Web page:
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What Might Explain Why Some Countries Fare So Badly In The Pandemic?

Maryland Cremation Services transporter Reggie Elliott brings the remains of a COVID-19 victim to his van from the hospital's morgue in Baltimore, Maryland, on Dec. 24, 2020. (Andrew Caballero-Reynolds/AFP/Getty Images)
Maryland Cremation Services transporter Reggie Elliott brings the remains of a COVID-19 victim to his van from the hospital's morgue in Baltimore, Maryland, on Dec. 24, 2020. (Andrew Caballero-Reynolds/AFP/Getty Images)

A persistent question about COVID-19 that remains unanswered a year into this pandemic: Why do so many people die in some countries — but not in others?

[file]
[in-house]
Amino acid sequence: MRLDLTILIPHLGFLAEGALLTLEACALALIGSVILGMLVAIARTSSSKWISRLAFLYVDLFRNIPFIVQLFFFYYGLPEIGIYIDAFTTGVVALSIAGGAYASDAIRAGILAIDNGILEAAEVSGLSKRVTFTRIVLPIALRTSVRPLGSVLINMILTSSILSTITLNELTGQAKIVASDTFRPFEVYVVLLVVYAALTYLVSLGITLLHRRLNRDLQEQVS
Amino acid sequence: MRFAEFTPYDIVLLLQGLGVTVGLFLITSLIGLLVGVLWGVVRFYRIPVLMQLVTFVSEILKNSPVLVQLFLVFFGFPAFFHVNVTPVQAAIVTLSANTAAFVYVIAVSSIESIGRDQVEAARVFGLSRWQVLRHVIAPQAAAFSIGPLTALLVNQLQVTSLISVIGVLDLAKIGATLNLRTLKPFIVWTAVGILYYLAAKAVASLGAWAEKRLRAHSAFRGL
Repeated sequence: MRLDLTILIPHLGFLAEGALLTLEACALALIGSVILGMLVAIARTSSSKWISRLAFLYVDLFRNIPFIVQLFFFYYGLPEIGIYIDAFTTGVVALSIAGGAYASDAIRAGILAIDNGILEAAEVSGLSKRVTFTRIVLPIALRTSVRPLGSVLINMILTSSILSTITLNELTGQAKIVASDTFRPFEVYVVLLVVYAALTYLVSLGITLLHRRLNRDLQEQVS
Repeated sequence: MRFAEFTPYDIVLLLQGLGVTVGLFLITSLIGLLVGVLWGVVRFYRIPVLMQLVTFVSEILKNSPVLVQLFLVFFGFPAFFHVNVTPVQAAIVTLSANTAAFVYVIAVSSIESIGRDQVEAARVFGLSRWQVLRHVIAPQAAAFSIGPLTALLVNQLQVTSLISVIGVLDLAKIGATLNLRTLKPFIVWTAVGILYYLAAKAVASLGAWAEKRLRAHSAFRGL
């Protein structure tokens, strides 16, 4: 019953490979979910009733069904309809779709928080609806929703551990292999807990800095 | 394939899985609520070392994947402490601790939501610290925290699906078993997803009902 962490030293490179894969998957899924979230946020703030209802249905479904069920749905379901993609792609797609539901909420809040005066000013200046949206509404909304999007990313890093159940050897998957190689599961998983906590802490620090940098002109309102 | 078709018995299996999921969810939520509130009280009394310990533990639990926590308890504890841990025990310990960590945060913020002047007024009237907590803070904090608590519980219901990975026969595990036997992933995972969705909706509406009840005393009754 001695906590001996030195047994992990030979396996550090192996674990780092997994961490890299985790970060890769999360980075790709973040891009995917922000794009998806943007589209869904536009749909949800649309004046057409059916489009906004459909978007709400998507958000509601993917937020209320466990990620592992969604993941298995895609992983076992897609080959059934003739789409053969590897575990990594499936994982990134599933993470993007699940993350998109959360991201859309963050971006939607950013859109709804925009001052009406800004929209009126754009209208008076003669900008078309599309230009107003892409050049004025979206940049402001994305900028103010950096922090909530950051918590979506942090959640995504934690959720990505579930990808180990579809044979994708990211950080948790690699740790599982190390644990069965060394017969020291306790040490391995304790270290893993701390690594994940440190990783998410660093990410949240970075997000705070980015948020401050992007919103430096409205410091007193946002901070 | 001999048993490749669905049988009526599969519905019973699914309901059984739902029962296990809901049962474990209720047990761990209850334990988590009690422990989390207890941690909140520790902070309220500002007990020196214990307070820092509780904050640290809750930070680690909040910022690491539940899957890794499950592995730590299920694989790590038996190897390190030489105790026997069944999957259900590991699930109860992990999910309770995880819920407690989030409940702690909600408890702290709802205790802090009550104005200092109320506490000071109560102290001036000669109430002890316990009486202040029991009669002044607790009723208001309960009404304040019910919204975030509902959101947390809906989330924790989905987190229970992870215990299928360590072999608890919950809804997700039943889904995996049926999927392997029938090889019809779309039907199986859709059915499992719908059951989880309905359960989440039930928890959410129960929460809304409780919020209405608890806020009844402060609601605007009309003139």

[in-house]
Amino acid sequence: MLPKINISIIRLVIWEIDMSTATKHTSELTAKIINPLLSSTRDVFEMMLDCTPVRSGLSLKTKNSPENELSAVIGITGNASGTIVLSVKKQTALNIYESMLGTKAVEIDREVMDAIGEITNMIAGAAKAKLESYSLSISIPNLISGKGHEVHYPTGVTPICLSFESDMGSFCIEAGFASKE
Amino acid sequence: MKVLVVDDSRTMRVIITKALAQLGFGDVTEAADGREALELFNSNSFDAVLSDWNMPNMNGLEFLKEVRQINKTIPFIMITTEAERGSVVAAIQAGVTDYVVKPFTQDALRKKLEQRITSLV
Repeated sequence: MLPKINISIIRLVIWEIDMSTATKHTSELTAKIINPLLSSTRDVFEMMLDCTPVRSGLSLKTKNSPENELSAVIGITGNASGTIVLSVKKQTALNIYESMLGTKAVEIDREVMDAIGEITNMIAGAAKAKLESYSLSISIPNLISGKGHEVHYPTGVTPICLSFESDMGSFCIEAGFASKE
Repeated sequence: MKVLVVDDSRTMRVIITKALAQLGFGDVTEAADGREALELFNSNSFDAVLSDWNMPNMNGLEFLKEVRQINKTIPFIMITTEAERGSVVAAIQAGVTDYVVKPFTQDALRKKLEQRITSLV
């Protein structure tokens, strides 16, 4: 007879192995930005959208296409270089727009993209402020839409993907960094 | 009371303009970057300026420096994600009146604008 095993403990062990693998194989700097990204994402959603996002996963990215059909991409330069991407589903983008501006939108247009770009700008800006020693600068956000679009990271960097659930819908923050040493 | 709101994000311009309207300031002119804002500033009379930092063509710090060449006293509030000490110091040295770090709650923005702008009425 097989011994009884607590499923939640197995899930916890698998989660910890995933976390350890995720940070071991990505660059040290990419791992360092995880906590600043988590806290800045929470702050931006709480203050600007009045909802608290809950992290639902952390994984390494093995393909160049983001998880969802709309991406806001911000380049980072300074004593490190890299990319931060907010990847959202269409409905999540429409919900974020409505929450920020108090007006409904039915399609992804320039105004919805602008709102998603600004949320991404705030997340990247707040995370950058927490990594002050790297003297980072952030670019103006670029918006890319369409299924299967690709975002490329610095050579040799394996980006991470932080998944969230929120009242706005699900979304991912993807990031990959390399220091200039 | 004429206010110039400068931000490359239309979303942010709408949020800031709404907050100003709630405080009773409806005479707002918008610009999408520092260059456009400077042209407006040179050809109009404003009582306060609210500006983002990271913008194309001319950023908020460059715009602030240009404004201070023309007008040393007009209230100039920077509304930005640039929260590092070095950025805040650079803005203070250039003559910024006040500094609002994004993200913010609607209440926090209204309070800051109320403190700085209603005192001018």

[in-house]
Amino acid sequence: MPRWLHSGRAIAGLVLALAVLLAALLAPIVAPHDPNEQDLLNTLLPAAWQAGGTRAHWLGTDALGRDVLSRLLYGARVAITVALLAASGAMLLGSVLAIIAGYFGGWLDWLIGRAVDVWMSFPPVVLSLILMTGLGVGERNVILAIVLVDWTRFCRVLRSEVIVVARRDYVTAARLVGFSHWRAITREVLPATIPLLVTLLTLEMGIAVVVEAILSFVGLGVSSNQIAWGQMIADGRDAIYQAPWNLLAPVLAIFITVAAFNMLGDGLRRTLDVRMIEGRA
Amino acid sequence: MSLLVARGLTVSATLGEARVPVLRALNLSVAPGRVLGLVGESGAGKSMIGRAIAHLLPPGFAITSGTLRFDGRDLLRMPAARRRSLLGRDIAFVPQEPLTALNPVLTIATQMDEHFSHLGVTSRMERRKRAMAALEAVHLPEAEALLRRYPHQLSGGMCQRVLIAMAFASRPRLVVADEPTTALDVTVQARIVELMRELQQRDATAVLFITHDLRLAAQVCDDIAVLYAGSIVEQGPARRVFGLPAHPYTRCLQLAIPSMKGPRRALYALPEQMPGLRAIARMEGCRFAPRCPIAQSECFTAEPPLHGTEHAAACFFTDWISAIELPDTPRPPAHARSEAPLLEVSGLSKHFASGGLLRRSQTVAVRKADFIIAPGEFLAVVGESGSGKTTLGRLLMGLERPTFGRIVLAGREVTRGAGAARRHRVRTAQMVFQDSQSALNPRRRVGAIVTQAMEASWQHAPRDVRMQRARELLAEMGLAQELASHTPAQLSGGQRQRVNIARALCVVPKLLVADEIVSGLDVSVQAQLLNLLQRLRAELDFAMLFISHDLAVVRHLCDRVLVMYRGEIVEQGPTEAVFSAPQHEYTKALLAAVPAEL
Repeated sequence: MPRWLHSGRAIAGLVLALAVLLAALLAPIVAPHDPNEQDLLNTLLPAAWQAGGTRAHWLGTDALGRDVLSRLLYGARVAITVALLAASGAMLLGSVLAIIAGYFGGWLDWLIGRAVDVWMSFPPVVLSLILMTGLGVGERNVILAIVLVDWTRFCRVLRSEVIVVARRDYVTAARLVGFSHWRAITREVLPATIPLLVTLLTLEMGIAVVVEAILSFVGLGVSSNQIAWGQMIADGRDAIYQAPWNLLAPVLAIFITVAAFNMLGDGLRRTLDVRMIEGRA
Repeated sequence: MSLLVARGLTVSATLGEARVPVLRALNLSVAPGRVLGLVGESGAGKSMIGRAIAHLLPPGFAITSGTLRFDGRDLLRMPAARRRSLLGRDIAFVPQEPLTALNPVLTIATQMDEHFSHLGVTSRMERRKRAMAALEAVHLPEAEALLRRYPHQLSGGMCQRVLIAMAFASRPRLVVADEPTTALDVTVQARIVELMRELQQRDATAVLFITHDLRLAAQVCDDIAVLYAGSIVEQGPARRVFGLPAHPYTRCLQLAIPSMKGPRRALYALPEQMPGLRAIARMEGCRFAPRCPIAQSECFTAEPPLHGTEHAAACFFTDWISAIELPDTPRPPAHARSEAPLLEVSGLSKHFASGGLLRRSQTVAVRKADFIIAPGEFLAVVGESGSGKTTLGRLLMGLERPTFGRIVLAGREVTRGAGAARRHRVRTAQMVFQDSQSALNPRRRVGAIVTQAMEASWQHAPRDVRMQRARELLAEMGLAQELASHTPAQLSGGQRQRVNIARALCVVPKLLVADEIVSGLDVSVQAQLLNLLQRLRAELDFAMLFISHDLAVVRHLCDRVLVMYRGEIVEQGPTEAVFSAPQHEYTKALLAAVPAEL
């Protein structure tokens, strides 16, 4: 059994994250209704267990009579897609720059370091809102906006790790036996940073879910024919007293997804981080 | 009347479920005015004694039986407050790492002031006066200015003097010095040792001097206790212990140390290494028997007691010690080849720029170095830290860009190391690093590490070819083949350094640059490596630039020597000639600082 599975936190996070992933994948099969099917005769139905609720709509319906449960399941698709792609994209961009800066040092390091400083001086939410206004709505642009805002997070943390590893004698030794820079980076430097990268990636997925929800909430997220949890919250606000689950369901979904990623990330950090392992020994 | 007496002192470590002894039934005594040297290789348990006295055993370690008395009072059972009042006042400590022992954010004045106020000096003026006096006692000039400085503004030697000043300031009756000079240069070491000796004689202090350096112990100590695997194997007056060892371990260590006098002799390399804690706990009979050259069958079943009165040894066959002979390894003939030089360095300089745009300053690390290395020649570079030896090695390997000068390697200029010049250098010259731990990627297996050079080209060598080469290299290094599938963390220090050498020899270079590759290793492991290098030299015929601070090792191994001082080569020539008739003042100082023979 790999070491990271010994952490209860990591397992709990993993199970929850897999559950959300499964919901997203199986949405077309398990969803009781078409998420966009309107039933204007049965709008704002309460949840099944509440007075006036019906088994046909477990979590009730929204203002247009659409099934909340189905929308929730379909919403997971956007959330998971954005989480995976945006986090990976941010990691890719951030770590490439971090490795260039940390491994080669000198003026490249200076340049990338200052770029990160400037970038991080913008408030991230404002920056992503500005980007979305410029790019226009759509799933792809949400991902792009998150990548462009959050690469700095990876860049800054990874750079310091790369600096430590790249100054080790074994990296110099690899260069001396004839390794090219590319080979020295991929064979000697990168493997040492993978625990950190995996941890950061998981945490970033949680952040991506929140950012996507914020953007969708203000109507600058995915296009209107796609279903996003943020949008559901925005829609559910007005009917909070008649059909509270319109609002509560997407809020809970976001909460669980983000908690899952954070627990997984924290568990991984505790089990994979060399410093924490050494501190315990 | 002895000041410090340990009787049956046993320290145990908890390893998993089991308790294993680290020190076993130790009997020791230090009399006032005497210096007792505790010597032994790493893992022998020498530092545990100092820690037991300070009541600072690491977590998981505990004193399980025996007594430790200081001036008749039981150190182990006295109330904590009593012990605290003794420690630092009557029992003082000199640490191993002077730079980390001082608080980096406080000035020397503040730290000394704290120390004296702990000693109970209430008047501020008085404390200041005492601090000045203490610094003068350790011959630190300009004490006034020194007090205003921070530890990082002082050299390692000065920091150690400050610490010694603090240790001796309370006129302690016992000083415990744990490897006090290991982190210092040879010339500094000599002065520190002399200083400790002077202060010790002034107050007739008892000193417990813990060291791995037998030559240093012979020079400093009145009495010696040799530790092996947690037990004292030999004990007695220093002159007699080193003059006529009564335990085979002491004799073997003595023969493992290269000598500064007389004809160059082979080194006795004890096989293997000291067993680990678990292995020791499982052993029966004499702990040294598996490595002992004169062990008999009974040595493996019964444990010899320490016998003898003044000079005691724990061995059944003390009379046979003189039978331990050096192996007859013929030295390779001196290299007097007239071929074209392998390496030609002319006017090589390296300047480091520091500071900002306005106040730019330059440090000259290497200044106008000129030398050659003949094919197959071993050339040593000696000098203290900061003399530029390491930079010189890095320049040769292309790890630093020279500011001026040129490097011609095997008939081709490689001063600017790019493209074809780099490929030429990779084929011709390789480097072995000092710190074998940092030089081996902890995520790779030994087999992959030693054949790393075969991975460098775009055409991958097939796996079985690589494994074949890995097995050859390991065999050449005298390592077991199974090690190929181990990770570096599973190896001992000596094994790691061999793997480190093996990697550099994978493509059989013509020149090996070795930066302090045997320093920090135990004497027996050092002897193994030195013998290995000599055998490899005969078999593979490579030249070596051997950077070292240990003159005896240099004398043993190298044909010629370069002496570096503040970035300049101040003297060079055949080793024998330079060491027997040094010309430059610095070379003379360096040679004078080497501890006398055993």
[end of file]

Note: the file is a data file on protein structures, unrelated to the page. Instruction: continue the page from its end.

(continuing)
More than 515,000 people have now died from COVID-19 in the U.S., but in India, the recorded deaths have been less than one-third of that, even though the population is about four times as large.

Similarly, South Africa has been hit hard, but in Nigeria and Côte d’Ivoire, the deaths have been far lower than expected.

Here & Now‘s Callum Borchers speaks with doctor and Pulitzer-prize winning author Siddhartha Mukherjee has been trying to solve the mystery. His piece about that effort is in this week’s New Yorker.

This article was originally published on WBUR.org.

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